The impact of micronutrient supplementation in alcohol-exposed pregnancies on reaction time responses of preschoolers in Ukraine

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Abstract

The potential of micronutrients to ameliorate the impact of prenatal alcohol exposure (PAE) on attentional regulation skills was explored in a randomized clinical trial conducted in Ukraine. Women who differed in prenatal alcohol use were recruited during pregnancy and assigned to one of three groups [No study-provided supplements, Multivitamin/Mineral Supplement (MVM), or MVM plus Choline]. Their offspring were seen in the preschool period and a reaction time task was administered. Participants were asked to press a response button as quickly as possible as 30 stimuli from the same category (animals) were presented consecutively and then followed by six stimuli from a novel category (vehicles). Number correct, mean latency of the response over trials, and variability in the latency were analyzed separately by sex. During the initial animal trials, boys whose mothers received MVM during pregnancy had more correct responses and reduced response latency compared to boys whose mothers had no MVM treatment. During vehicle trials, maternal choline supplementation was associated with increased response speed in males without a PAE history. Females receiving supplements did not show the same benefits from micronutrient supplementation and were more adversely impacted by prenatal alcohol exposure. Relationships between maternal levels of choline, betaine, and dimethylglycine (DMG) and task performance were also assessed. Although no effects were found for choline after adjusting for multiple comparisons, lower baseline DMG level was associated with greater accuracy and shorter latency of responses in the initial animal trials and shorter latency in the vehicle trials in female preschoolers. Level of betaine in Trimester 3 was associated with reduced variability in the latency of male responses during the animal trials. Maternal micronutrient supplementation in pregnancy appears to improve preschool reaction time performance, but the effects varied as a function of sex and PAE exposure status.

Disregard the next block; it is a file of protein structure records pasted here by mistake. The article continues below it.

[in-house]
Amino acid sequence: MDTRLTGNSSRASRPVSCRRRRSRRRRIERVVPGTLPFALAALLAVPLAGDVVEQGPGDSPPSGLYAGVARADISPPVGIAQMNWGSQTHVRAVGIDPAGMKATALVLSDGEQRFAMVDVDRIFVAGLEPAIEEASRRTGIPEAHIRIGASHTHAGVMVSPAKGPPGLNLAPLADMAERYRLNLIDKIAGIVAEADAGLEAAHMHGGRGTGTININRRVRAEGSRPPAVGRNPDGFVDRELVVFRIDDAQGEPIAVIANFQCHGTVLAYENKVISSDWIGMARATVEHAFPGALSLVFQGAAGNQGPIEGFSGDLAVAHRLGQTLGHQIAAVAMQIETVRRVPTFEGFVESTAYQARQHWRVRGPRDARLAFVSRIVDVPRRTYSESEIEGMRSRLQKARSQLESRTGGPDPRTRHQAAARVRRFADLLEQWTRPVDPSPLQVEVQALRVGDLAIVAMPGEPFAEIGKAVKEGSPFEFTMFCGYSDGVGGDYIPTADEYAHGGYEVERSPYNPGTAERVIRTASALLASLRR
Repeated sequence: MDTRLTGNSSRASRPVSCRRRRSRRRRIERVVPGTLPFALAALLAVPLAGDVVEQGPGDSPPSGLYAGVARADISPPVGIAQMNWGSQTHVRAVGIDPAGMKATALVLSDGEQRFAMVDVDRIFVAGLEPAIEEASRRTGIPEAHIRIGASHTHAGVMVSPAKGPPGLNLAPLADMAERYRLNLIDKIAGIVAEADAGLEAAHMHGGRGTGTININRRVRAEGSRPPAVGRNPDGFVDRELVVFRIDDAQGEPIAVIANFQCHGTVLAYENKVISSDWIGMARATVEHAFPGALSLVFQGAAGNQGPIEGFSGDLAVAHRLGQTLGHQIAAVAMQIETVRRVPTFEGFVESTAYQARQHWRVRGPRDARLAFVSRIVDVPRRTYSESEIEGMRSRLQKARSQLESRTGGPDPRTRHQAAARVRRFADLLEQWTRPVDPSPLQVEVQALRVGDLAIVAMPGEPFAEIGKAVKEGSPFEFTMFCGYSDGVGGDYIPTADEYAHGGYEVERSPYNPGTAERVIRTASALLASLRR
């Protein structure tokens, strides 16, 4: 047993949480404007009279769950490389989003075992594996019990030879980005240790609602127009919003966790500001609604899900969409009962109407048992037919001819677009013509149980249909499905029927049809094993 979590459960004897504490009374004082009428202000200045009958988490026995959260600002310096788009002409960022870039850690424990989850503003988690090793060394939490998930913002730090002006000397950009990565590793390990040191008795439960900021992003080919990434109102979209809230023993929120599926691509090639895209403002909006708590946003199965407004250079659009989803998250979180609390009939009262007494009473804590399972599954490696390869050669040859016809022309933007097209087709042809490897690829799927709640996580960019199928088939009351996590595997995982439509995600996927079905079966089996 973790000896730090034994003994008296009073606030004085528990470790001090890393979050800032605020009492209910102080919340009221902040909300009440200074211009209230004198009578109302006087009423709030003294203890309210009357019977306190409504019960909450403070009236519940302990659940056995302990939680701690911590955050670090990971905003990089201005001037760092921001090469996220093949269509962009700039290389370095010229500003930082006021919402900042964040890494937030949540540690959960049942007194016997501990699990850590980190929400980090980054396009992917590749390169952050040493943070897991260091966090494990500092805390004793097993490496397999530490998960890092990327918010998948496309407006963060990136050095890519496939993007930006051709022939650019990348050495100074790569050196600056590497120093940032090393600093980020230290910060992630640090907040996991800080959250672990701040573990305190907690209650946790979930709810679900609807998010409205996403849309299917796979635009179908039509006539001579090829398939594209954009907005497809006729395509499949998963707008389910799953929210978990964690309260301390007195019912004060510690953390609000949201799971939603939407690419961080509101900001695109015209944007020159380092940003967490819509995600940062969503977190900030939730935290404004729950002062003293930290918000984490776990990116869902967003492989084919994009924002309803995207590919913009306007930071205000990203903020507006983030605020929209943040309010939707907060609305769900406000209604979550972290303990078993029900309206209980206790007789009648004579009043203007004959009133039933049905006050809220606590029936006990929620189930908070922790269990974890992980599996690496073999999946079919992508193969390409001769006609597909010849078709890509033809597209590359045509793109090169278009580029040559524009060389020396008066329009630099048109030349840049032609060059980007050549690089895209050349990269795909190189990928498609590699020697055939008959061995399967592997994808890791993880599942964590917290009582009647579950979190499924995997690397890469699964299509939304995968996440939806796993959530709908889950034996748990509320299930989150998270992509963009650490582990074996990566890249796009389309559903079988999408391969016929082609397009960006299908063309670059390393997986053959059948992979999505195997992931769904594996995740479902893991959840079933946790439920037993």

Original languageEnglish (US)
Pages (from-to)49-58
Number of pages10
JournalAlcohol
Volume99
DOIs
StatePublished - Mar 2022

Keywords

  • attention
  • choline
  • micronutrient supplementation
  • prenatal alcohol
  • reaction time

ASJC Scopus subject areas

  • Health(social science)
  • Biochemistry
  • Toxicology
  • Neurology
  • Behavioral Neuroscience

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